The Elderly Pet Organization is a 501C3 non profit organization whose mission is to provide information and education about elderly pets and to help pet parents prepare for the illnesses and accidents that may afflict an aging pet.
As pets age, they require patience, compassion and love. When your pet was younger, he was mischievous and playful – and a lot of work. As your pet got older, you trained him and he became a fun and enjoyable part of the family. Now that your pet is older, you may not fully be prepared for some of the changes an older pet can face. Advances in vet medicine has made it possible for older pets to live much longer with medical conditions that they never could before. As your pet ages, he will rely on your more and more, not just to feed and walk him, but to care for him and take care of him. As pets age, their medical needs may change, and the level of care needed may also change. Our goal, with our organization, is to help people learn what to expect as their pet ages, especially for pet owners who may not be prepared for the many care options available today, that at one time, were not.
Our goal is to provide information and encouragement to pet owners who are faced with caring for an elderly pet who may develop a medical condition that requires care. We hope to add new information often to aid pet parents with information they might find helpful when caring for an elderly pet.
Our site includes some of the more common ailments elderly pets acquire. Not all are due to age, but many of these illnesses develop during a pets older years. A pet is generally considered elderly around age 7, so it may not be surprising to see some of these ailments appear around that time for your pet.
Some of the more common, age associated illnesses elderly pets may get include:
- Heart Disease
- Kidney/urinary tract disease
- Liver disease
As mentioned, not all of these are age related, just more common as a pet ages. Here is a list of concerns that relate to elderly pets.
|Area of concern||Description|
|Increased veterinary care||Geriatric pets should have semi-annual veterinary visits instead of annual visits so signs of illness or other problems can be detected early and treated. Senior pet exams are similar to those for younger pets, but are more in depth, and may include dental care, possible bloodwork, and specific checks for physical signs of diseases that are more likely in older pets.|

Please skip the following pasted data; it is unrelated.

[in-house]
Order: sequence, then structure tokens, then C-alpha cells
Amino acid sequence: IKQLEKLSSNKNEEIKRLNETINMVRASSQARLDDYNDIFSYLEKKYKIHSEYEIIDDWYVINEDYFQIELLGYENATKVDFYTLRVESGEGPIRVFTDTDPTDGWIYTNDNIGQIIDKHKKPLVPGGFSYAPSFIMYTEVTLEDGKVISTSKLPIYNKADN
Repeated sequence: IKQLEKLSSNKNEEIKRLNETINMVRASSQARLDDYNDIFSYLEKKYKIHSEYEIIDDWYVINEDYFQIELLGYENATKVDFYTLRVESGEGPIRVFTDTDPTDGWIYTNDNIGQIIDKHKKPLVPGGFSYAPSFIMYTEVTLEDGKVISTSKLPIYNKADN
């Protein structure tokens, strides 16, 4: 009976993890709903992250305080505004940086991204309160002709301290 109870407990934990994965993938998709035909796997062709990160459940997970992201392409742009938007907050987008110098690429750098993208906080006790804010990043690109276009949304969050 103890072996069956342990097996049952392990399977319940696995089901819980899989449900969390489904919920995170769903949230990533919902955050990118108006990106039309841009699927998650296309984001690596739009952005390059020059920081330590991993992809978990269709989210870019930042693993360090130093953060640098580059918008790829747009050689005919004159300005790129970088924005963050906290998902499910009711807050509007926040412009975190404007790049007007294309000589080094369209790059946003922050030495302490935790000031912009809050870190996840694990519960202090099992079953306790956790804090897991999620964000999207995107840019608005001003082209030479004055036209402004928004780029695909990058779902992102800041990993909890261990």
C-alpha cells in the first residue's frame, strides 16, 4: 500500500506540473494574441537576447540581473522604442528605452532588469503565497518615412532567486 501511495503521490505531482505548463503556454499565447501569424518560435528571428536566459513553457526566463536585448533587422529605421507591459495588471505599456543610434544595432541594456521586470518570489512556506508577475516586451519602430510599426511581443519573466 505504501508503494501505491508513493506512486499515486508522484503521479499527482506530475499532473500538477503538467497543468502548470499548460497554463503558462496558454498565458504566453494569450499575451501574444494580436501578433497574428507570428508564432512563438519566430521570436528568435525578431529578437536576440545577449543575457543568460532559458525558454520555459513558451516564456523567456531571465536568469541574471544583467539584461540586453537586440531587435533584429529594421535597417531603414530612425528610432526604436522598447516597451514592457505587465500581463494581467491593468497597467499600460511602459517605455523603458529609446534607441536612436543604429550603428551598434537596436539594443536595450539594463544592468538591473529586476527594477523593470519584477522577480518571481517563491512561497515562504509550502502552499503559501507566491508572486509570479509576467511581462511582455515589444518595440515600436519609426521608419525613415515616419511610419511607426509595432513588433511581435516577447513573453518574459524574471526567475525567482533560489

|Diet and nutrition||Geriatric pets often need foods that are more readily digested, and have different calorie levels and ingredients, and anti-aging nutrients|
|Weight control||Weight gain in geriatric dogs increases the risk of health problems, whereas weight loss is a bigger concern for geriatric cats.|
|Parasite control||Older pets’ immune systems are not as healthy as those of younger animals; as a result, they can’t fight off diseases or heal as fast as younger pets|
|Maintaining mobility||As with older people, keeping older pets mobile through appropriate exercise helps keep them healthier and more mobile.|
|Vaccination||Your pet’s vaccination needs may change with age. Talk to your veterinarian about a vaccination program for your geriatric pet.|
|Mental health||Pets can show signs of senility. Stimulating them through interactions can help keep them mentally active. If any changes in your pet’s behavior are noticed, please consult your veterinarian.|
|Environmental considerations||Older pets may need changes in their lifestyle, such as sleeping areas to avoid stairs, more time indoors, etc. Disabled pets have special needs which can be discussed with your veterinarian|
|Reproductive diseases||Non-neutered/non-spayed geriatric pets are at higher risk of mammary, testicular, and prostate cancers.|
Over the past few years, medicine has not only advanced for humans, but for pets as well. Because medical advances are so far along, pets are living longer and longer with conditions they never lived with or managed medically years ago.
Our goal is to provide information and education about these illnesses that were at one time considered to be a death sentence for a pet; but today, pet parents are managing medically and helping their beloved pets live much longer, happier lives with proper care and treatment. We have cared for many elderly pets over the years and have a wealth of knowledge and information you may not find on medical sites or even get from your vet.
Our site focuses not on diagnosing illnesses, but rather what to expect day to day when living with an elderly pet.
If you think that your elderly pet is exhibiting any of the symptoms discussed on our site, please contact your veterinarian as soon as possible to have your pet evaluated.
Should you have questions about the information on our site, please contact us. We are not medical doctors and the information on this site is for educational purposes only. It should not be used as a replacement for medical care, when caring for your elderly pet.
Our goal is to help pet parents prepare for the unexpected.
For more information, read our blog.